Sunday, 5 February 2012

Not So Fast

This post concerns a non-academic topic that has been roaming around in my brain for a while, and it is therefore disconnected from any particular time, place, climate, or topographic feature. It concerns how different my experiences are from those of other people (specifically: similarly-aged men) while participating in a particular outdoor activity.

When I participate in Outdoor Activity X (OAX) with others, I am just another person doing OAX. When I am alone, however, things are different.

Before I give some examples, I will acknowledge that of course the experience of being alone vs. being in a group/couple is different in general, not just when participating in an OAX. For example, when I am walking alone in some cities in North America and Europe, I am often stopped and asked for directions -- much more often than when I am walking with someone else. This is not surprising, but nevertheless the commonness of this phenomenon does not account the nature of some of the interactions I have when alone and doing OAX.

For example, when I am alone and participating in OAX, the following happen with enough frequency to be notable:

- A man criticizes something about what I am doing or how I am doing it. Example: Not long ago, I was told by a middle-aged man that I was going too fast. I was not. Nor I was going so slow that sarcasm was a reasonable explanation for his statement. And the fact that he barked "too fast" at me and then zoomed away makes it unlikely that he was trying to initiate a friendly conversation.

- A man does something a bit dangerous/scary in my vicinity, veering at the last second to prevent collision, in some cases laughing at how startled I am. I have no explanation for this phenomenon, but I hate it. Is it an attempt to show that they are more in control and/or more awesome than I am, or it is just for random thrills? What motivates anyone to scare another person for no (good) reason?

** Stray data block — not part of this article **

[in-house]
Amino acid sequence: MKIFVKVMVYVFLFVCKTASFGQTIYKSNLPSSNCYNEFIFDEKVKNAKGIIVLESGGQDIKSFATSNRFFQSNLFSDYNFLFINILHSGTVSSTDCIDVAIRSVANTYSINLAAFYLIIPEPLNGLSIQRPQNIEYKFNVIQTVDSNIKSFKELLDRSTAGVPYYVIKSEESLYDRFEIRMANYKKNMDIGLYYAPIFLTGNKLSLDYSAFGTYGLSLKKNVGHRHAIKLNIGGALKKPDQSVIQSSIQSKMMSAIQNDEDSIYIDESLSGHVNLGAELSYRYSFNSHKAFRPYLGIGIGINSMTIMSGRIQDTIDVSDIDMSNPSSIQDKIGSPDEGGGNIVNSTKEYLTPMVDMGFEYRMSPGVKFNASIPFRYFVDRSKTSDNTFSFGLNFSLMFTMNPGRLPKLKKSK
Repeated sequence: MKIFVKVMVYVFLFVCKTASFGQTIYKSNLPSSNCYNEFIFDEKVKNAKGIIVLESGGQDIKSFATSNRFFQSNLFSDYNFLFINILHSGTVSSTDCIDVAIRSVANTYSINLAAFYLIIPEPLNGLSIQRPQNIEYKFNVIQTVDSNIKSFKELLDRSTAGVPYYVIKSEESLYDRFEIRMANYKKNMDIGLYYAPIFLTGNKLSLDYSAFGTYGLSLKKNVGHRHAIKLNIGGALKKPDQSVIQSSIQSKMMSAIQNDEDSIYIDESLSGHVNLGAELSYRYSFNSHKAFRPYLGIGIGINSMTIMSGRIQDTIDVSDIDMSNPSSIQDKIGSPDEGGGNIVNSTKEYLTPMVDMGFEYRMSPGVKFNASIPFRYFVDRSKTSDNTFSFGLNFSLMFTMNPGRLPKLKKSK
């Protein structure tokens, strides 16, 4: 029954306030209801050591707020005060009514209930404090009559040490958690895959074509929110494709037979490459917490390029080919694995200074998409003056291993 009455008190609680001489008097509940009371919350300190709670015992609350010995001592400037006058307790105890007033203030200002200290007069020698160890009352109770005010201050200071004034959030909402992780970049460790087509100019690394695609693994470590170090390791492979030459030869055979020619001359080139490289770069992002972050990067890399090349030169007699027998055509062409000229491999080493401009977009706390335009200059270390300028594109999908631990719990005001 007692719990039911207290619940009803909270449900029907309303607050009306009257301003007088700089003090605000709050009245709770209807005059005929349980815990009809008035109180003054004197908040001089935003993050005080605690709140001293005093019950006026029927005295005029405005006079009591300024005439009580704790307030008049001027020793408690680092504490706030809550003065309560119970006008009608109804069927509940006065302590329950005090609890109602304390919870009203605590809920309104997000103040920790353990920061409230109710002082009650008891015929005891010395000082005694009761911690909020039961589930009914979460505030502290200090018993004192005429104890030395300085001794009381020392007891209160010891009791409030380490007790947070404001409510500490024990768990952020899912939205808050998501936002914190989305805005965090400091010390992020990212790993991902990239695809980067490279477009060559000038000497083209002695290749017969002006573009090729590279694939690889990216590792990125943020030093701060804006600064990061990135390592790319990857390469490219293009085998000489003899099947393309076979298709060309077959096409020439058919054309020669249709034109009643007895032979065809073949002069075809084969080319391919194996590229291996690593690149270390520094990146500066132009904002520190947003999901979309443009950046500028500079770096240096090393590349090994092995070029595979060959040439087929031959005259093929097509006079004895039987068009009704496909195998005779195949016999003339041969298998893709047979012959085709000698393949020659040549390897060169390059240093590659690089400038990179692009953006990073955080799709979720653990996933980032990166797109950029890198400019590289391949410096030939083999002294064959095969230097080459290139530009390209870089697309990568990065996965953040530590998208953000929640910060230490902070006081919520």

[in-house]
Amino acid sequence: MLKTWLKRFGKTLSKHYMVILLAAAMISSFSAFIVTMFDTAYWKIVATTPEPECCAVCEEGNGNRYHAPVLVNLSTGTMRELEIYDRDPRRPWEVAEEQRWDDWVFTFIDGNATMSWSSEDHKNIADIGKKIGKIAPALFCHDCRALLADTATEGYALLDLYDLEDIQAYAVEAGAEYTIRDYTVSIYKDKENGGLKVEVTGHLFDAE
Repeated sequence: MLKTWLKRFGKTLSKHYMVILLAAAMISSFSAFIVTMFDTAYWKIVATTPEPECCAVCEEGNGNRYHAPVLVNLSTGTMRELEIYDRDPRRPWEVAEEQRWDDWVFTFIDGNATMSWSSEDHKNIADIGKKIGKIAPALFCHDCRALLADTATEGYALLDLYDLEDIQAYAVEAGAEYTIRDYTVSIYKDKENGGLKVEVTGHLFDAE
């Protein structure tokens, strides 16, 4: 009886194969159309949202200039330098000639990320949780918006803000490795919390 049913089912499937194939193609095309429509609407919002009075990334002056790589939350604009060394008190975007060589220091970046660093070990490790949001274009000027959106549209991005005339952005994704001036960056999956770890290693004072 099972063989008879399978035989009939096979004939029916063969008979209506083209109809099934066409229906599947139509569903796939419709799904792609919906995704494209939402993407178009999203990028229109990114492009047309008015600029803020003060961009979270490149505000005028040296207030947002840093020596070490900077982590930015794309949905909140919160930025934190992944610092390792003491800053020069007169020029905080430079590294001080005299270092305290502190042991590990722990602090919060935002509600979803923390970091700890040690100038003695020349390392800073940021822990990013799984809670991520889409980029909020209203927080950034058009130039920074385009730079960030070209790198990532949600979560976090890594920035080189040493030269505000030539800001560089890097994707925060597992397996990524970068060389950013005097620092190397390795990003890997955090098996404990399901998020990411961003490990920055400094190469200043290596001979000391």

- If I pass a man, 92.43% of the time he will immediately speed up and pass me (if he is physically able to do so).

Incidents of the first two examples are relatively rare. The third one is common, but it amuses me rather than offends or frightens me, so that's fine.

I am writing about this because it mimics some aspects of my professional life; that is, mostly things are great/fine, but punctuated by incidents of Gender-Directed Weirdness (GDW). You can dismiss each individual incident as a Random Life Event if you want, but over time, when 100% of these incidents involve men and these incidents only occur when I am alone (and when similar events are not experienced by men I know participating in OAX), I think that GDW is a pretty likely explanation for some/most of these incidents.

Memo to the men: I could do without the comments and the scary games. And if you are passed by a woman, particularly one who is clearly not young or impressively fit, please don't feel emasculated and/or humiliated. If you immediately speed up and pass her, there is a 53.68% chance that she will be laughing at you, and not in a nice way.

(my apologies for continued sporadic posting/comment moderation as I spend time in various intense research activities and travel for at least another week.)

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